Photo Credit: © Peter Sanders Photography from the British Museum
How do you curate an exhibition about a spiritual journey? The British museum makes an attempt to portray Hajj, the pilgrimage to Mecca, that very Muslim has to undertake at least once in his or her life. Today more than 3 millions Muslims travel to Mecca in Saudi-Arabia every year. Non-Muslims are not allowed to take part in this massive event and for this reason alone; the exhibition is an opportunity to take upon the journey into a different culture. As early as in 1853 Non-Muslims sneaked in and observed the tradition and mysteries evolving around the Journey to God.
Now, the thousands of years old journey greets you in the British museum with recorded chanting before leading you along ancient routes to Mecca. Even before the age of Islam, Mecca was a site for pilgrimage for people to worship Allah. It was a difficult and dangerous journey and would take at least a month travelling through the desert or by boat from India. Many of the pilgrims expected to never return from their journey. The British museum shows historic objects and clothing, of which some are still being used. But it also takes a look at modern Muslims gathering at airports and living in tent cities during their Hajj. Unlike in other exhibitions visitors engage with the wall texts and take their time walking through the displays. Hajj is still a deeply personal experience and the curators tried to take that into account through personal statements, film sequences and photography.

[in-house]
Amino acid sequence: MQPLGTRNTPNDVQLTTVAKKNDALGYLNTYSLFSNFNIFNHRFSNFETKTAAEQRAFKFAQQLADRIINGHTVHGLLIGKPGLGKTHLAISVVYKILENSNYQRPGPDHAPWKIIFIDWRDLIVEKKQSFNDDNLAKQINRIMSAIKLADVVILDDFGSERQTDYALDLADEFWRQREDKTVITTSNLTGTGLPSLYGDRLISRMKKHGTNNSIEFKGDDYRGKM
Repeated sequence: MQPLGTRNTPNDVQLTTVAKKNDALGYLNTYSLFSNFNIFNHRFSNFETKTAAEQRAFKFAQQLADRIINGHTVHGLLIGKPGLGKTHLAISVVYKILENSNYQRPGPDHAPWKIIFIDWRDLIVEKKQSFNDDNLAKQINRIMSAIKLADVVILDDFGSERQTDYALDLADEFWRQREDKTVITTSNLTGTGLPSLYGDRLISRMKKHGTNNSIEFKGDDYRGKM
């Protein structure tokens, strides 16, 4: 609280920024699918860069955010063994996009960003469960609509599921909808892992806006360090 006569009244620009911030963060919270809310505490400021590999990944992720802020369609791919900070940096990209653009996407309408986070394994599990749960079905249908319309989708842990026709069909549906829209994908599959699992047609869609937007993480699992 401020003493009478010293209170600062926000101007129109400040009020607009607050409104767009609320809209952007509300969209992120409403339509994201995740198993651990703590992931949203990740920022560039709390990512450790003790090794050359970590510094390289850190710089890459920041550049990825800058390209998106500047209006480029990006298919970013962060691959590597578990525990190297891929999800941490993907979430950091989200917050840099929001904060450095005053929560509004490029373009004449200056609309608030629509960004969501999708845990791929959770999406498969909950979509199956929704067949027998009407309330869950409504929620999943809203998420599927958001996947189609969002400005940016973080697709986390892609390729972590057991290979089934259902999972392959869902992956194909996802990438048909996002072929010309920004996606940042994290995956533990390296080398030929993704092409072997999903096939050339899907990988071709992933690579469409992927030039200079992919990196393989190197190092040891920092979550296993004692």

Even, or especially for other religions and cultures it is a very moving experience to watch and learn about the sacred rituals. Islam is one of the fastest growing influences in Europe, yet many people know little about the religion. The British Museum has done well to support the exchange and understanding of cultures.
Students can get a 2 for 1 ticket Monday-Friday from 14:30 onwards.
On view until April 15th.